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From: "Ævar Arnfjörð Bjarmason" <>
To: Jeff King <>
	Jeff Hostetler <>
Subject: Re: [PATCH 0/2] routines to generate JSON data
Date: Sat, 17 Mar 2018 00:00:26 +0100	[thread overview]
Message-ID: <> (raw)
In-Reply-To: <>

On Fri, Mar 16 2018, Jeff King jotted:

> I really like the idea of being able to send our machine-readable output
> in some "standard" syntax for which people may already have parsers. But
> one big hangup with JSON is that it assumes all strings are UTF-8.

FWIW It's not UTF-8 but "Unicode characters", i.e. any Unicode encoding
is valid, not that it changes anything you're pointing out, but people
on Win32 could use UTF-16 as-is if their filenames were in that format.

I'm just going to use UTF-8 synonymously with "Unicode encoding" for the
rest of this mail...

> Some possible solutions I can think of:
>   1. Ignore the UTF-8 requirement, making a JSON-like output (which I
>      think is what your patches do). I'm not sure what problems this
>      might cause on the parsing side.

Maybe some JSON parsers are more permissive, but they'll commonly just
die on non-Unicode (usually UTF-8) input, e.g.:

    $ (echo -n '{"str ": "'; head -c 3 /dev/urandom ; echo -n '"}') | perl -0666 -MJSON::XS -wE 'say decode_json(<>)->{str}'
    malformed UTF-8 character in JSON string, at character offset 10 (before "\x{fffd}e\x{fffd}"}") at -e line 1, <> chunk 1.

>   2. Specially encode non-UTF-8 bits. I'm not familiar enough with JSON
>      to know the options here, but my understanding is that numeric
>      escapes are just for inserting unicode code points. _Can_ you
>      actually transport arbitrary binary data across JSON without
>      base64-encoding it (yech)?

There's no way to transfer binary data in JSON without it being shoved
into a UTF-8 encoding, so you'd need to know on the other side that
such-and-such a field has binary in it, i.e. you'll need to invent your
own schema.


    head -c 10 /dev/urandom | perl -MDevel::Peek -MJSON::XS -wE 'my $in = <STDIN>; my $roundtrip = decode_json(encode_json({str => $in}))->{str}; utf8::decode($roundtrip) if $ARGV[0]; say Dump [$in, $roundtrip]' 0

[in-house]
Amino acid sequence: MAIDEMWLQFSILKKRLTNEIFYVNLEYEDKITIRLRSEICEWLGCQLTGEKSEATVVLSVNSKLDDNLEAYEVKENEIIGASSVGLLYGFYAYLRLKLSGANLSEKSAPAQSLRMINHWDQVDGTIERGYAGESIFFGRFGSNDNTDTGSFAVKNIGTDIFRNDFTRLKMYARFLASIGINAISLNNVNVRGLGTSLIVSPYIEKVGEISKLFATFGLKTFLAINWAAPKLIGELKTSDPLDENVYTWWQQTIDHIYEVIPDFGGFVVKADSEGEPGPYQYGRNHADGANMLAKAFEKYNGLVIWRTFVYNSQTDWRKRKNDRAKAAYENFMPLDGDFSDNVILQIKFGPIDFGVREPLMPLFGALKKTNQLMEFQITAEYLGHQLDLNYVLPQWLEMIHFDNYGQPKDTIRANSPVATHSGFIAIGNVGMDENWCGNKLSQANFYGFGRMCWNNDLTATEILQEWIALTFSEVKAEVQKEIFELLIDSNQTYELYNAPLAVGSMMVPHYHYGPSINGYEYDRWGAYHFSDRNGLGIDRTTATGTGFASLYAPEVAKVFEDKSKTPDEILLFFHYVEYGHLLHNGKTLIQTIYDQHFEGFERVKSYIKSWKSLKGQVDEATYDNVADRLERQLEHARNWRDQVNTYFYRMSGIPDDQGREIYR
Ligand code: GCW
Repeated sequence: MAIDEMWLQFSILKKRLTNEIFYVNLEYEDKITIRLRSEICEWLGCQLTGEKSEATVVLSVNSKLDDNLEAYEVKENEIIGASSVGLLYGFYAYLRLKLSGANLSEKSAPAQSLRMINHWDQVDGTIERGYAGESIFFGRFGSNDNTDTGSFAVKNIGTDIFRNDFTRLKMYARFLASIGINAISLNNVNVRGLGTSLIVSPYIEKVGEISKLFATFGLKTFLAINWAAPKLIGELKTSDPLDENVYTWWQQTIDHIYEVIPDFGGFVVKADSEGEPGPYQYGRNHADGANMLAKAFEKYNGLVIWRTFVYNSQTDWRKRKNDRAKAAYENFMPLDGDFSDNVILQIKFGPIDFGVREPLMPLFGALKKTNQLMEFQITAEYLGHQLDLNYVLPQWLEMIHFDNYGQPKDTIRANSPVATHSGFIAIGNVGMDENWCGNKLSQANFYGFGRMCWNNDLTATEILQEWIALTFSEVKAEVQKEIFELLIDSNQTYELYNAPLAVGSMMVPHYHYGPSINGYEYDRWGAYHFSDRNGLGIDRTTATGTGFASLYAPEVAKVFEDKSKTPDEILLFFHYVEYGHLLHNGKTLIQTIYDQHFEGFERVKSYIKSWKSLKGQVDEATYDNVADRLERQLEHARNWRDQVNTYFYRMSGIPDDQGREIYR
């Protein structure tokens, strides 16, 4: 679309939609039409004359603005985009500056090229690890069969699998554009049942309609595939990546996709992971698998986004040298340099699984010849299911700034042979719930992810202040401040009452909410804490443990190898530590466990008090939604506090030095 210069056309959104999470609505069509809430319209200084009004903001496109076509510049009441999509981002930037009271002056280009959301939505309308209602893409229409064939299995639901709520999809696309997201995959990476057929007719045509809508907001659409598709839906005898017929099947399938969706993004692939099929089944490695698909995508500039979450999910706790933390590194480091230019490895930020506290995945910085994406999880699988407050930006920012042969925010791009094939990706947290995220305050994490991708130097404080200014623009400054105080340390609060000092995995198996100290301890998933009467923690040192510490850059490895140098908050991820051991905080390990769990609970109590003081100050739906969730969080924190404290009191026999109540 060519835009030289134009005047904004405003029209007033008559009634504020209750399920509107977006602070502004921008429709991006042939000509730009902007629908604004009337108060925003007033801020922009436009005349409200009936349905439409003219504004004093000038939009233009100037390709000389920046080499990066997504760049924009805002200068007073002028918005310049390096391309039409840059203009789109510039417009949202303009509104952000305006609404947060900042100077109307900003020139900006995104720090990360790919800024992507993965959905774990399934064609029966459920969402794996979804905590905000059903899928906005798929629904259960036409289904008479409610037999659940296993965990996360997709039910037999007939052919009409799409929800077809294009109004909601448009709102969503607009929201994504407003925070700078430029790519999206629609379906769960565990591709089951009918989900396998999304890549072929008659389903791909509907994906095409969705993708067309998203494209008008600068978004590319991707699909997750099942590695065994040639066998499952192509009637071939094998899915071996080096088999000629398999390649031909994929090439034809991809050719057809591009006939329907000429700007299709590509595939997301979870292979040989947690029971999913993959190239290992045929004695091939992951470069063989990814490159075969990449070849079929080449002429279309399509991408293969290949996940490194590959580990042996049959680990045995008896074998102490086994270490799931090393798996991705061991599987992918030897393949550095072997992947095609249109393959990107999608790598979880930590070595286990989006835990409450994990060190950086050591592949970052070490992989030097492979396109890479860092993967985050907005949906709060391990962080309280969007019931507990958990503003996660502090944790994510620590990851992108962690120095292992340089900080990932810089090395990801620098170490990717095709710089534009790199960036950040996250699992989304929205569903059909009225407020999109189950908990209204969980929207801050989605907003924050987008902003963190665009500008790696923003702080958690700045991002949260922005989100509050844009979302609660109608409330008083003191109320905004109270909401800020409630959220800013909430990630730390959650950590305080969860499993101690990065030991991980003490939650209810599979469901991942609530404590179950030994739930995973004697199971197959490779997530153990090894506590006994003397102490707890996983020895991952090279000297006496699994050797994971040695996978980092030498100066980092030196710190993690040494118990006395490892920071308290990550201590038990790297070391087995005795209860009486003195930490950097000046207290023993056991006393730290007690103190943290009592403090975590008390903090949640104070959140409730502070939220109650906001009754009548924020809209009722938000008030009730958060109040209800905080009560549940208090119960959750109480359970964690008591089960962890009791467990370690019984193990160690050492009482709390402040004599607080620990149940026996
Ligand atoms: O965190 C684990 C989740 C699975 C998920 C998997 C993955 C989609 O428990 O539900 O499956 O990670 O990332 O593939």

You can tweak that trailing "0" to "1" to toggle the ad-hoc schema,
i.e. after we decode the JSON we go and manually UTF-8 decode it to get
back at the same binary data, otherwise we end up with an UTF-8 escaped
version of what we put in.

>   3. Some other similar format. YAML comes to mind. Last time I looked
>      (quite a while ago), it seemed insanely complex, but I think you
>      could implement only a reasonable subset. OTOH, I think the tools
>      ecosystem for parsing JSON (e.g., jq) is much better.

The lack of fast schema-less formats that supported arrays, hashes
etc. and didn't suck when it came to mixed binary/UTF-8 led us to
implementing our own at work:

I think for git's use-case we're probably best off with JSON. It's going
to work almost all of the time, and when it doesn't it's going to be on
someone's weird non-UTF-8 repo, and those people are probably used to
dealing with crap because of that anyway and can just manually decode
their thing after it gets double-encoded.

That sucks, but given that we'll be using this either for just ASCII
(telemetry) or UTF-8 most of the time, and that realistically other
formats either suck more or aren't nearly as ubiquitous...

  reply	other threads:[~2018-03-16 23:00 UTC|newest]

Thread overview: 11+ messages / expand[flat|nested]  mbox.gz  Atom feed  top
2018-03-16 19:40 git
2018-03-16 19:40 ` [PATCH 1/2] json_writer: new routines to create data in JSON format git
2018-03-16 19:40 ` [PATCH 2/2] json-writer: unit test git
2018-03-16 21:18 ` [PATCH 0/2] routines to generate JSON data Jeff King
2018-03-16 23:00   ` Ævar Arnfjörð Bjarmason [this message]
2018-03-20  5:52     ` Jeff King
2018-03-17  7:38   ` Jacob Keller
2018-03-19 17:31     ` Jeff Hostetler
2018-03-19 10:19   ` Jeff Hostetler
2018-03-20  5:42     ` Jeff King
2018-03-20 16:44       ` Jeff Hostetler

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